Thursday, December 20, 2012

In praise of…Kevin Pietersen

Why does Kevin Pietersen divide public opinion amongst cricket lovers in England more than any other player since - well maybe Tony Greig? The answer, to some extent, is in the question. Like Greig KP is of course South African through and through and he is imbued with pure South African values dinned into him by his upbringing. But KP is different from Greig and from all the other Southern Africans who have played a lot of Test cricket for England (Basil D’Oliveira, Graeme Hick, Robin Smith, Allan Lamb). KP is the first Afrikaner to play cricket for England and as such he has more in common with Hanse Cronje, Alan Donald or Kepler Wessels than he has with Dolly or Greig or Lamb. But KP has an English mother you might say and indeed it is true that like one of his predecessors as England Captain, Nasser Hussain, KP is of mixed race (his mother came from Kent and moved to South Africa at the age of 18). But whereas Nasser grew up not in his father's Madras but in his mother's Essex (and from an early age he was culturally and emotionally English) KP grew up in Pietermaritzburg.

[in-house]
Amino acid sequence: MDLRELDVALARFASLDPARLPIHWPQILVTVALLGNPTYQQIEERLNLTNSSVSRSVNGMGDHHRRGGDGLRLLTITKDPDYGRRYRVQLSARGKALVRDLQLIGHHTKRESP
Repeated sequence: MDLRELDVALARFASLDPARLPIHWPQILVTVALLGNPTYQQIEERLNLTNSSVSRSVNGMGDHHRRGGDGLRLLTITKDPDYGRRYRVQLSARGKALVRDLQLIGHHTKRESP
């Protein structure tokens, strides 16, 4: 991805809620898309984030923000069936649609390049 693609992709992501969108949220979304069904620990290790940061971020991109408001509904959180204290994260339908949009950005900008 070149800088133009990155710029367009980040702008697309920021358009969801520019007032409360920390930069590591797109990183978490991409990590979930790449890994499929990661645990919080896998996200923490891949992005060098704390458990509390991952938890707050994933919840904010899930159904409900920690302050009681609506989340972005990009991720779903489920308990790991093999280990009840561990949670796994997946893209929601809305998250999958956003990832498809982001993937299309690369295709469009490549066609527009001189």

Pietermaritzburg is deep in the heart of Voortrekker country, and whilst there may have been a touch of Englishness at home, at school and elsewhere KP grew up in the land of the Boer. Afrikaner attitudes and mores are fundamentally different from those of English South Africans and a step again removed from those of the England of the shires and Lord's and the ECB. So although KP speaks colloquially native-sounding English it is wasn't really always his first language for the first twenty years of his life. And although he wears a three lions tattoo on his arm deep down Pietersen is motivated by the ambition, the drive and the self-confidence of his Afrikaner roots and these are qualities that are all too often dismissed as arrogance by us Poms.

If we are prepared to tolerate a selection policy which allows those with only quite tenuous English connections to play for our country then from time to time there will be a Kevin Pietersen. The cricket P&L for KP is, in my opinion, hugely in credit. I also like him – as Geoff Boycott once said he “is cocky and confident. I love it”. But must we always judge him by the conventions of the English middle class, under which Andrew Strauss is the archetypical “Goody” and KP the villain? Lets hope not.